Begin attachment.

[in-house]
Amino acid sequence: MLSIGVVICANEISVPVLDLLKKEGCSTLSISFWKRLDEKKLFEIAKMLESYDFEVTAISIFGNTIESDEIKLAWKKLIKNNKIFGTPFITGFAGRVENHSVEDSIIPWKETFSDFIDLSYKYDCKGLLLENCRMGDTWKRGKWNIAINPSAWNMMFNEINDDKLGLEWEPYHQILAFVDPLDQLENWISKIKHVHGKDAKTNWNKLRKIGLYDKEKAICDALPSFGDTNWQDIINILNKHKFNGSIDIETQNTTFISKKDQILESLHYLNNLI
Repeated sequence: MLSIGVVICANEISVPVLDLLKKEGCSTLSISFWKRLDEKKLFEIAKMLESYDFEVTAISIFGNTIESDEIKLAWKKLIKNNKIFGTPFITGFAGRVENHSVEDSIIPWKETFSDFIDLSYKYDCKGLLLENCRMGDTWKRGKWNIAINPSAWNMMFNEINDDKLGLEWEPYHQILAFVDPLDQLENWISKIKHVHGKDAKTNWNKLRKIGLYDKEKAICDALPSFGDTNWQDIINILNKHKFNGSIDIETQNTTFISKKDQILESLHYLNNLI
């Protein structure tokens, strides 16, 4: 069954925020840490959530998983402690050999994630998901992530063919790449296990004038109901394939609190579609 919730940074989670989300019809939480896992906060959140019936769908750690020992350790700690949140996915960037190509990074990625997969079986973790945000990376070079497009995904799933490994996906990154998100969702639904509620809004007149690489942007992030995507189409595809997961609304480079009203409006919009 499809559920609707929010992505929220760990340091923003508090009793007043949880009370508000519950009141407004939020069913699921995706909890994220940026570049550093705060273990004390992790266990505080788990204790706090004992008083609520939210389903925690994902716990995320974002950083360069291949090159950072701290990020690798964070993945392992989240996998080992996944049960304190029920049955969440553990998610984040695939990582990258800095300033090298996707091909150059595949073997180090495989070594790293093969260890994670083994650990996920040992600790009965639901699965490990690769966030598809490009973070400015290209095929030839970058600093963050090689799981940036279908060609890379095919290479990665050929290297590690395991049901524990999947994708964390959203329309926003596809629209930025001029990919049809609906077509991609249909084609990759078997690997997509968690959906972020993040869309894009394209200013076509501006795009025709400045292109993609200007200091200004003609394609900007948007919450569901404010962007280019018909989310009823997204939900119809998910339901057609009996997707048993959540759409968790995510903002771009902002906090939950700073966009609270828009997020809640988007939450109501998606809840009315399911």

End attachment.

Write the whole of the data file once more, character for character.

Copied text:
[in-house]
Amino acid sequence: MLSIGVVICANEISVPVLDLLKKEGCSTLSISFWKRLDEKKLFEIAKMLESYDFEVTAISIFGNTIESDEIKLAWKKLIKNNKIFGTPFITGFAGRVENHSVEDSIIPWKETFSDFIDLSYKYDCKGLLLENCRMGDTWKRGKWNIAINPSAWNMMFNEINDDKLGLEWEPYHQILAFVDPLDQLENWISKIKHVHGKDAKTNWNKLRKIGLYDKEKAICDALPSFGDTNWQDIINILNKHKFNGSIDIETQNTTFISKKDQILESLHYLNNLI
Repeated sequence: MLSIGVVICANEISVPVLDLLKKEGCSTLSISFWKRLDEKKLFEIAKMLESYDFEVTAISIFGNTIESDEIKLAWKKLIKNNKIFGTPFITGFAGRVENHSVEDSIIPWKETFSDFIDLSYKYDCKGLLLENCRMGDTWKRGKWNIAINPSAWNMMFNEINDDKLGLEWEPYHQILAFVDPLDQLENWISKIKHVHGKDAKTNWNKLRKIGLYDKEKAICDALPSFGDTNWQDIINILNKHKFNGSIDIETQNTTFISKKDQILESLHYLNNLI
């Protein structure tokens, strides 16, 4: 069954925020840490959530998983402690050999994630998901992530063919790449296990004038109901394939609190579609 919730940074989670989300019809939480896992906060959140019936769908750690020992350790700690949140996915960037190509990074990625997969079986973790945000990376070079497009995904799933490994996906990154998100969702639904509620809004007149690489942007992030995507189409595809997961609304480079009203409006919009 499809559920609707929010992505929220760990340091923003508090009793007043949880009370508000519950009141407004939020069913699921995706909890994220940026570049550093705060273990004390992790266990505080788990204790706090004992008083609520939210389903925690994902716990995320974002950083360069291949090159950072701290990020690798964070993945392992989240996998080992996944049960304190029920049955969440553990998610984040695939990582990258800095300033090298996707091909150059595949073997180090495989070594790293093969260890994670083994650990996920040992600790009965639901699965490990690769966030598809490009973070400015290209095929030839970058600093963050090689799981940036279908060609890379095919290479990665050929290297590690395991049901524990999947994708964390959203329309926003596809629209930025001029990919049809609906077509991609249909084609990759078997690997997509968690959906972020993040869309894009394209200013076509501006795009025709400045292109993609200007200091200004003609394609900007948007919450569901404010962007280019018909989310009823997204939900119809998910339901057609009996997707048993959540759409968790995510903002771009902002906090939950700073966009609270828009997020809640988007939450109501998606809840009315399911």